A requirement during my horticulture education was an internship at a public garden. I did mine at Cantigny Park in Winfield. After a very hot, humid summer I was left with no illusions about how many endless hours, the number of people, and how much work it takes to plant and maintain a public garden. This experience was invaluable.
Recently Cantigny’s Project New Leaf has been all the buzz in the gardening community. I recently had the opportunity to tour the grounds with the Director of Horticulture, Scott Witte and Senior Manager of Communications, Jeff Reiter.
“The renovation will take four to five years to complete,” said Reiter. “Phase one consists of the Upper and Lower gardens, the First Division Museum and the Visitors Center. Phase I will be complete by mid-July.” He explained that they have also relocated the Rose Garden, now a part of the Upper Garden, so that it will lie within a few steps of the Le Jardin Restaurant.
“The whole idea behind the new design is to give the 350,000+ annual visitors ease of movement with comfortable, wide, newly paved paths leading from one garden display and public building to the next,” continued Reiter. “Once all the phases are complete, you will be able to see out to wide vistas and gardens beyond where you are standing.”
“We are also introducing the new Pond Garden,” added Witte. “We’ve included stone steps which will allow visitors to sit right at the water’s edge and enjoy the natural shoreline and native aquatic plants.”
Cantigny Park is being completely being renovated from top to bottom. I learned that ‘bottom’ part of the renovation is truly under your feet. Just below the paved paths is a newly designed water retention system that will direct all of the runoff to detention areas that will in turn be used for irrigation and water features such as the creek that runs near the Museum and the Fountain Gardens.
New yew (Taxus) windbreak walls will provide structure and privacy to various gardens. Littleleaf linden trees (Tilia cordata), trimmed to towering box hedges, will give the upper garden some unique architectural features. In addition, huge arched arbors covered in flowering vines will provide shady spots for visitors to rest.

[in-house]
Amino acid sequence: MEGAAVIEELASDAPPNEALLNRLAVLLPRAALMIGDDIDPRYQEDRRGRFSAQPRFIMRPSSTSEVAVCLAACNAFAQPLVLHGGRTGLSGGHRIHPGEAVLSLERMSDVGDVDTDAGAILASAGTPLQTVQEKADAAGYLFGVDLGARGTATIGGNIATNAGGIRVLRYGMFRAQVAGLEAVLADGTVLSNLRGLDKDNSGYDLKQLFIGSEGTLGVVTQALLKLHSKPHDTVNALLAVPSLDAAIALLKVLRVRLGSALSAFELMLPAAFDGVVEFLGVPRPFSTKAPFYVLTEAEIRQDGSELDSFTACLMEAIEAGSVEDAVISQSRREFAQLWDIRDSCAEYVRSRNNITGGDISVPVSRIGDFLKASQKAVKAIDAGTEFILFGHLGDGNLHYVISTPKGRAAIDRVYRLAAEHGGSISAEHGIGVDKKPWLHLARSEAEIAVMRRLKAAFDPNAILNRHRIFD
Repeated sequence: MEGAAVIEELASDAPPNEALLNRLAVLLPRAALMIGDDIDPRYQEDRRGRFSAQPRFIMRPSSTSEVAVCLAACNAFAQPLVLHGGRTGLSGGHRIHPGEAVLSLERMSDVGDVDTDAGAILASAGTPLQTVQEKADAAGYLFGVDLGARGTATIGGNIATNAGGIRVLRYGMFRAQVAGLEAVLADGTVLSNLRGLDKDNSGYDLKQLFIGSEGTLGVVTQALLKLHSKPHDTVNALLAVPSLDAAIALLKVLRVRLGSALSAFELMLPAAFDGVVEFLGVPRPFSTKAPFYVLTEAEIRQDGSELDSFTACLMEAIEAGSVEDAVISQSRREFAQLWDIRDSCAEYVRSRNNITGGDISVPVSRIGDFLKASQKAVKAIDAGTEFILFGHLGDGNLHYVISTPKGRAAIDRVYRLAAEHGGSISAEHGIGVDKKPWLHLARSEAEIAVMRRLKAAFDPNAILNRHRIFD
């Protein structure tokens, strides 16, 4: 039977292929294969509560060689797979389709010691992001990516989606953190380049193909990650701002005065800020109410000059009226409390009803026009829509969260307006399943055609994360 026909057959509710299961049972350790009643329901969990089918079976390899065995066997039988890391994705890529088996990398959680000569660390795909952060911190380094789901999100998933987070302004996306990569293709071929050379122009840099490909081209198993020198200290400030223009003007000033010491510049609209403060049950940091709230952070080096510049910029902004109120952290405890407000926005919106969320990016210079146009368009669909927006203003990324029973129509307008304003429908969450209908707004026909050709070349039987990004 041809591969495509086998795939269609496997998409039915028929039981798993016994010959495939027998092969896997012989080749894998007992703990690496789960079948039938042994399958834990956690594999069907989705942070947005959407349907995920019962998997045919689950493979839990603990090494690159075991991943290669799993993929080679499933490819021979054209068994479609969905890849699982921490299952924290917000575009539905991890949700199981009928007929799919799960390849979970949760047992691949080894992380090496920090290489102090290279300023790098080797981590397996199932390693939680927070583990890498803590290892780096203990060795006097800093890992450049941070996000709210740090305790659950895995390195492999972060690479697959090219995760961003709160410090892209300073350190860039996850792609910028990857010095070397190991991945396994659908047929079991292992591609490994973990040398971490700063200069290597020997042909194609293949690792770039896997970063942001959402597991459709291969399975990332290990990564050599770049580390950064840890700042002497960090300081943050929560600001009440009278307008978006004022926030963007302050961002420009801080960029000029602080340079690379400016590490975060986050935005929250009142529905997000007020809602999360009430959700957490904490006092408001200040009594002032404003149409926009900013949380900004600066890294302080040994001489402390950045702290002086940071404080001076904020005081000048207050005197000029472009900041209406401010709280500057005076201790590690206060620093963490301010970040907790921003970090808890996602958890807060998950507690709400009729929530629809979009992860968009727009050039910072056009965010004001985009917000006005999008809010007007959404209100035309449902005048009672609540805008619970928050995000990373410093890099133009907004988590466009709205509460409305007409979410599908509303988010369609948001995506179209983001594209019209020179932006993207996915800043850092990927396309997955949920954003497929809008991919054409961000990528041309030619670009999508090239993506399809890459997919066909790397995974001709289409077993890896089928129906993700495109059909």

One of the features Witte and Reiter are most excited about is the colonade. Fashioned with a double row of oak trees, it will create a canopy and obvious pathway from the parking lot to the visitors’ center.
“As part of the Robert R. McCormick Foundation, established in 1958, Colonel McCormick donated 500 acres and his home to the public and dedicated it to education, recreation and community engagement. For decades this property has been open to the public to enjoy its many display gardens, main house and museum. His gift to our community has largely remained the same since its opening. This is one of the reasons we are so enthusiastic and can’t wait to share the renovated gardens,” explained Witte.
Originally called Red Oak Farm, Cantigny derives its current name from a French village where McCormick fought a battle during World War I. “He was so affected by the battle and the liberation of the village that he renamed his property,” said Witte. “He was a man whose service to his country and community were very important aspects of his life.“The First Division Museum was originally located in the visitors’ center and then in 1992 moved to its current location. This is its first major update since that time. A new gallery called Duty First is devoted to the 1st Infantry Division’s contribution to our country. McCormick was a true believer in duty first. The First Division Museum is home to the American Legion Post 556. We are proud to sponsor The Honor Club, which is open and free to all veterans,” said Witte.
Personally, I can’t wait for a tour of Phase 2, which will consist of renovations of the gardens from the fountain down to the prairie areas toward the east end of the property.
Cantigny’s innovation and new garden concept is truly a sight to behold.
Debbie Notaro is a certified horticulturist and landscape designer, freelance writer, coordinator for Gardenology Geneva, a member of the American Horticulture Society, Geneva Garden Club and a former master gardener. She gardens in Campton Hills. firstname.lastname@example.org